2011 Volume 223 Issue 2 Pages 133-135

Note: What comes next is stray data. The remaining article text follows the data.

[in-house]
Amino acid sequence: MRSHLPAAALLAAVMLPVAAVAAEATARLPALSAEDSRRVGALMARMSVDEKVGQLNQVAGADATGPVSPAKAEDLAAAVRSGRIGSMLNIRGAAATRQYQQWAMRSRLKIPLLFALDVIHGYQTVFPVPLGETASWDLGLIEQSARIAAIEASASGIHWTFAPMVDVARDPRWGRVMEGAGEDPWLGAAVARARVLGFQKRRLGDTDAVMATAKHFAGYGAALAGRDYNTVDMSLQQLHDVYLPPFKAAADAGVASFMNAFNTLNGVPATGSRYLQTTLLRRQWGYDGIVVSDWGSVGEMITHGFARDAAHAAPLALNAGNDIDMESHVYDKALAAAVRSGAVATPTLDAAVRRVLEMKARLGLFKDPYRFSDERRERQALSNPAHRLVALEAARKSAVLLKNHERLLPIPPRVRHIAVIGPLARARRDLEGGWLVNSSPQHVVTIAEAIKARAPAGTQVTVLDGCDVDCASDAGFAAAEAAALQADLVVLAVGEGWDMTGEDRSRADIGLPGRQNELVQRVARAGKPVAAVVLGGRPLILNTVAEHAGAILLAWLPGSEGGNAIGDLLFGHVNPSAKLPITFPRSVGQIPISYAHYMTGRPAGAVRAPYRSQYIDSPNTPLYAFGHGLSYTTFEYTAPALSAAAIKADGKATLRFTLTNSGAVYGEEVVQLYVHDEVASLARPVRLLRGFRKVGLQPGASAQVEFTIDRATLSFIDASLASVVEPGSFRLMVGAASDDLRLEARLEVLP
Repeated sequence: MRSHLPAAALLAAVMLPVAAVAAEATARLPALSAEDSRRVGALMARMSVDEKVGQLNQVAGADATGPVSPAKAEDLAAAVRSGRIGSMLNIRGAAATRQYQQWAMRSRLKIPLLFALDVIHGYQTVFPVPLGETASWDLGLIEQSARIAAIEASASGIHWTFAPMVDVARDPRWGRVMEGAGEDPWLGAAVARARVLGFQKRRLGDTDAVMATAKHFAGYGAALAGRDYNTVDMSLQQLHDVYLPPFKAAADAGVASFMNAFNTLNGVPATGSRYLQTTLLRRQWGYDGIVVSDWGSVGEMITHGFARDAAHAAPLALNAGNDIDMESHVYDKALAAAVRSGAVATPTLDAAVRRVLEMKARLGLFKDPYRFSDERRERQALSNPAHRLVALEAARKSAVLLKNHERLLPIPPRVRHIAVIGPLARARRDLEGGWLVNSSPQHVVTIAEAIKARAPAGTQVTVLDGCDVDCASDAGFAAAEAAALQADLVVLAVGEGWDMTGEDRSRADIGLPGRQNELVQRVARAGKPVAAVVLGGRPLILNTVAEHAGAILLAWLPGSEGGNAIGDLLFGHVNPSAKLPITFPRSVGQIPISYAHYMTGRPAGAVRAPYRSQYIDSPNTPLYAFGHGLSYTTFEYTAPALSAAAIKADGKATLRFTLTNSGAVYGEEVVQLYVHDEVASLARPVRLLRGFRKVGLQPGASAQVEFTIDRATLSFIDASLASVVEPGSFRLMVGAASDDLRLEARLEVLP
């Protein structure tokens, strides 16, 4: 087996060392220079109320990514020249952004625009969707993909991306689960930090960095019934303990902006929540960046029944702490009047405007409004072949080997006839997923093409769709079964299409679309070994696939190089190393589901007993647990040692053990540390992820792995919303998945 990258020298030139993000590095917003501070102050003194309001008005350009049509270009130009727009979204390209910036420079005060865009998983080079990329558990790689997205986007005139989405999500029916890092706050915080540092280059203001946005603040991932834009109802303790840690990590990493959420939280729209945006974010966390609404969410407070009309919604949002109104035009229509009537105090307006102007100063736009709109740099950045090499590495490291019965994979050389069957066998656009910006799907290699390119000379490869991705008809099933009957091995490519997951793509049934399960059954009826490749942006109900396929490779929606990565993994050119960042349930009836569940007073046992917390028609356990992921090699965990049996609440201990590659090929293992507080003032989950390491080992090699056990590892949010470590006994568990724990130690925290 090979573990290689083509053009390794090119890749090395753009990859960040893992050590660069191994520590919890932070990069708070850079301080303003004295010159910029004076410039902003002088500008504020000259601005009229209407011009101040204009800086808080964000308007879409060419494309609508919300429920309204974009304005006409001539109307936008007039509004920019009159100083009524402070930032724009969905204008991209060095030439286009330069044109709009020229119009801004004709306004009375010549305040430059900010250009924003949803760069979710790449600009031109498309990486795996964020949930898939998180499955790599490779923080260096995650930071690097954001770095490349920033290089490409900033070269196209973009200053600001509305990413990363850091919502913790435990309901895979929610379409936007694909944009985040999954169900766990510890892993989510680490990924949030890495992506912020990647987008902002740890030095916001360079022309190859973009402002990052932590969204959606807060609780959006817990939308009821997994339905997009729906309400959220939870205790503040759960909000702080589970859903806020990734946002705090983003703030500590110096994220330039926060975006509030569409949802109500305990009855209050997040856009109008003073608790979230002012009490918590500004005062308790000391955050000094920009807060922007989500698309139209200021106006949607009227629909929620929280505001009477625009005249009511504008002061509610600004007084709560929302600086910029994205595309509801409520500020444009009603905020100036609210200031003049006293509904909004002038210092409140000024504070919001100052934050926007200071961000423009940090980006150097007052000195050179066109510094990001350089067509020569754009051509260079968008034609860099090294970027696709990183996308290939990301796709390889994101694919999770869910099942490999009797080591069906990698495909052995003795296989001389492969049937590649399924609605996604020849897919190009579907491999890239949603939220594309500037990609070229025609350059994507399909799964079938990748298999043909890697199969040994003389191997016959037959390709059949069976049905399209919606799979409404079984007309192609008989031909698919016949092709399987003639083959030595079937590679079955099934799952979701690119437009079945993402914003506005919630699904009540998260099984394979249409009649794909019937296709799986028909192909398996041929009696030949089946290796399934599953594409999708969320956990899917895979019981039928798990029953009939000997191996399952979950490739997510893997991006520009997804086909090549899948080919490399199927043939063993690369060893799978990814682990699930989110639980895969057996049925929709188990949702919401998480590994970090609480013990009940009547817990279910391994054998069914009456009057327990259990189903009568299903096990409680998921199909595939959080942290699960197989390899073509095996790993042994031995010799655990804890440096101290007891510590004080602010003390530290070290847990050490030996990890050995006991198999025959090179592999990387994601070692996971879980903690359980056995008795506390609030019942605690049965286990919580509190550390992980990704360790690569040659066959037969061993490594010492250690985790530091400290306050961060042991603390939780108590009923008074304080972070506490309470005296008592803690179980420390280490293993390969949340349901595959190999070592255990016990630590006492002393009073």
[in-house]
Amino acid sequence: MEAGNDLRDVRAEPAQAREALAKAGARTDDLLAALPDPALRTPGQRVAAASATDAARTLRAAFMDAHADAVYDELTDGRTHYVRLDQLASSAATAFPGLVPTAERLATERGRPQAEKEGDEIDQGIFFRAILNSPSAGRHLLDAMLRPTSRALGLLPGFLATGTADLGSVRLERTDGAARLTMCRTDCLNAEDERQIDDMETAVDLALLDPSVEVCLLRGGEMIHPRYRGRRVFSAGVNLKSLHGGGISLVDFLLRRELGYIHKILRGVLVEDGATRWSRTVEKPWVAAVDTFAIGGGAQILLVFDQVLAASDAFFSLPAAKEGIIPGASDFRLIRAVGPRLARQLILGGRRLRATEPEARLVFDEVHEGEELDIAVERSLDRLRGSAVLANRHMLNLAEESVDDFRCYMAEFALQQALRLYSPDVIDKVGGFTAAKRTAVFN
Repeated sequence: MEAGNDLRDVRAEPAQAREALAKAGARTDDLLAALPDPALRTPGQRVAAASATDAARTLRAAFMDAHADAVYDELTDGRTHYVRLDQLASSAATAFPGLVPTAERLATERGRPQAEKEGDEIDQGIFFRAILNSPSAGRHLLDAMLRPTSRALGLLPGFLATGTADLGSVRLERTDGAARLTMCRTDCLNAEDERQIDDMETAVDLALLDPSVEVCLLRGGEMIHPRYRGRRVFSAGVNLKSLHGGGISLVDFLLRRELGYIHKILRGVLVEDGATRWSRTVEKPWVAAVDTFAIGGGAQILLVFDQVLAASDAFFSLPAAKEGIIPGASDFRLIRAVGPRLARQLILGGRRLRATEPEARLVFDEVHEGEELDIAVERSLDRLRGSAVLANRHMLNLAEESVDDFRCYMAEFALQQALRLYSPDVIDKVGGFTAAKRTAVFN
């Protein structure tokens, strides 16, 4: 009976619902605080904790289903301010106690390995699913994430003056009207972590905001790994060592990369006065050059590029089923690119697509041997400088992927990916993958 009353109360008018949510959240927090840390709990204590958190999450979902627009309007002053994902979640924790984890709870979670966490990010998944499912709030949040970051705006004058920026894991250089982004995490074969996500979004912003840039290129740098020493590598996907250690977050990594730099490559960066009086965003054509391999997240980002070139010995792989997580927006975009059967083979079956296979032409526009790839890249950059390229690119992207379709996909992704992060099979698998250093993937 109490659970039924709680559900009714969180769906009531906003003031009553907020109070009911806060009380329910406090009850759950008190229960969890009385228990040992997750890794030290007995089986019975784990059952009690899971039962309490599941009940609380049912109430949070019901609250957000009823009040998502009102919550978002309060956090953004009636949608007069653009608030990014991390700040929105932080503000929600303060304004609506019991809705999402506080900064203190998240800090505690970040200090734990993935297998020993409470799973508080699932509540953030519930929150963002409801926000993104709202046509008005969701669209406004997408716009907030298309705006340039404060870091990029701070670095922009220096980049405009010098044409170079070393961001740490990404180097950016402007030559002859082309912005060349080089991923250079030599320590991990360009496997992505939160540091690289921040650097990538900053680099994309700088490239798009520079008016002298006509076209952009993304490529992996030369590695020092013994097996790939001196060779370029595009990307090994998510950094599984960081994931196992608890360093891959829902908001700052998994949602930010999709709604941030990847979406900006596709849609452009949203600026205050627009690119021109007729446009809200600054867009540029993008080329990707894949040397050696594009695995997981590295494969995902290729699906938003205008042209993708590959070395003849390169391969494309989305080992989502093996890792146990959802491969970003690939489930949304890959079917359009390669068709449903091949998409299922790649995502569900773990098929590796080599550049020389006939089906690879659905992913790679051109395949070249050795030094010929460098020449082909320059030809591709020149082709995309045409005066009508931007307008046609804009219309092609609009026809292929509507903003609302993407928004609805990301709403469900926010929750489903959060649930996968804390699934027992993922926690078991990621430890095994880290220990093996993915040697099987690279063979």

Sitagliptin, a dipeptidyl peptidase-4 (DPP-4) inhibitor, is a newly developed oral hypoglycemic agent. Sitagliptin increases the level of glucagon-like polypeptide (GLP)-1 that increases insulin secretion. In addition, GLP-1 decreases salt intake and increases urinary salt excretion. Therefore, the sitagliptin treatment might lower blood pressure in hypertensive patients with type 2 diabetes. It also remains to be examined whether the reduction in blood pressure with sitagliptin treatment is related to the blood glucose improvement and the body weight decrease. To identify beneficial effects of sitagliptin treatment, we administered sitagliptin (50 mg) on alternate days to seventeen type 2 diabetes outpatients with insufficient blood glucose control (8 males and 9 females; mean age of 67.1 years). The patients were also treated with oral hypoglycemic agents and antihypertensive drugs for six months before and during the sitagliptin administration. We measured the level of hemoglobin (Hb) A1c, systolic blood pressure (SBP), and body mass index (BMI) for up to six months thereafter. Their BMIs remained unchanged. The levels of HbA1c were dropped from 6.5 ± 0.3% to 5.8 ± 0.3%, while SBP was also dropped from 130.0 ± 37.2 mmHg to 119.7 ± 9.4 mmHg. However, the degree of the decrease in HbA1c levels was not significantly correlated with that of SBP (r = 0.24). In conclusion, the present findings suggest that sitagliptin lowers SBP without reducing BMI, independent of the blood glucose reduction. The hypotensive effect is apparent with the alternate-day regimen of sitagliptin at a lower dose compared to the everyday medication.